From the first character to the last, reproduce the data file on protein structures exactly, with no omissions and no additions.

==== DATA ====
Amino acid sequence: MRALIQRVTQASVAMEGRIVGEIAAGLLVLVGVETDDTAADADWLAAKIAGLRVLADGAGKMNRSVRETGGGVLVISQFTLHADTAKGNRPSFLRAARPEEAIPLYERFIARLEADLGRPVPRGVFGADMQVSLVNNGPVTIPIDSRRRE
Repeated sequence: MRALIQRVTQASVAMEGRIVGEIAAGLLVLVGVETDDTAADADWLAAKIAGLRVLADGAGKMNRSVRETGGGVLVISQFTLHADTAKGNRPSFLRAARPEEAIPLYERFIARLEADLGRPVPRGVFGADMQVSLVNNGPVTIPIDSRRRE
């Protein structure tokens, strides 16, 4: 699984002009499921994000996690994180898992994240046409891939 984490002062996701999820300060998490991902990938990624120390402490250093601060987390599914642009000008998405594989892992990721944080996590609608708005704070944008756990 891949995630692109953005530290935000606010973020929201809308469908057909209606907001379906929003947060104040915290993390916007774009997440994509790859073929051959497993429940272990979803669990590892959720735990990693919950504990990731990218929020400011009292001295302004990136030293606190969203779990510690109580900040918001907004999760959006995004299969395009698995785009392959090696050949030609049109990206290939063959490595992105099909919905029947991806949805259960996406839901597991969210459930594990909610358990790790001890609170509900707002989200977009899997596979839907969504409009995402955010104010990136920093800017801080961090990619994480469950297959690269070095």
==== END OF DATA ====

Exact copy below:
Amino acid sequence: MRALIQRVTQASVAMEGRIVGEIAAGLLVLVGVETDDTAADADWLAAKIAGLRVLADGAGKMNRSVRETGGGVLVISQFTLHADTAKGNRPSFLRAARPEEAIPLYERFIARLEADLGRPVPRGVFGADMQVSLVNNGPVTIPIDSRRRE
Repeated sequence: MRALIQRVTQASVAMEGRIVGEIAAGLLVLVGVETDDTAADADWLAAKIAGLRVLADGAGKMNRSVRETGGGVLVISQFTLHADTAKGNRPSFLRAARPEEAIPLYERFIARLEADLGRPVPRGVFGADMQVSLVNNGPVTIPIDSRRRE
């Protein structure tokens, strides 16, 4: 699984002009499921994000996690994180898992994240046409891939 984490002062996701999820300060998490991902990938990624120390402490250093601060987390599914642009000008998405594989892992990721944080996590609608708005704070944008756990 891949995630692109953005530290935000606010973020929201809308469908057909209606907001379906929003947060104040915290993390916007774009997440994509790859073929051959497993429940272990979803669990590892959720735990990693919950504990990731990218929020400011009292001295302004990136030293606190969203779990510690109580900040918001907004999760959006995004299969395009698995785009392959090696050949030609049109990206290939063959490595992105099909919905029947991806949805259960996406839901597991969210459930594990909610358990790790001890609170509900707002989200977009899997596979839907969504409009995402955010104010990136920093800017801080961090990619994480469950297959690269070095």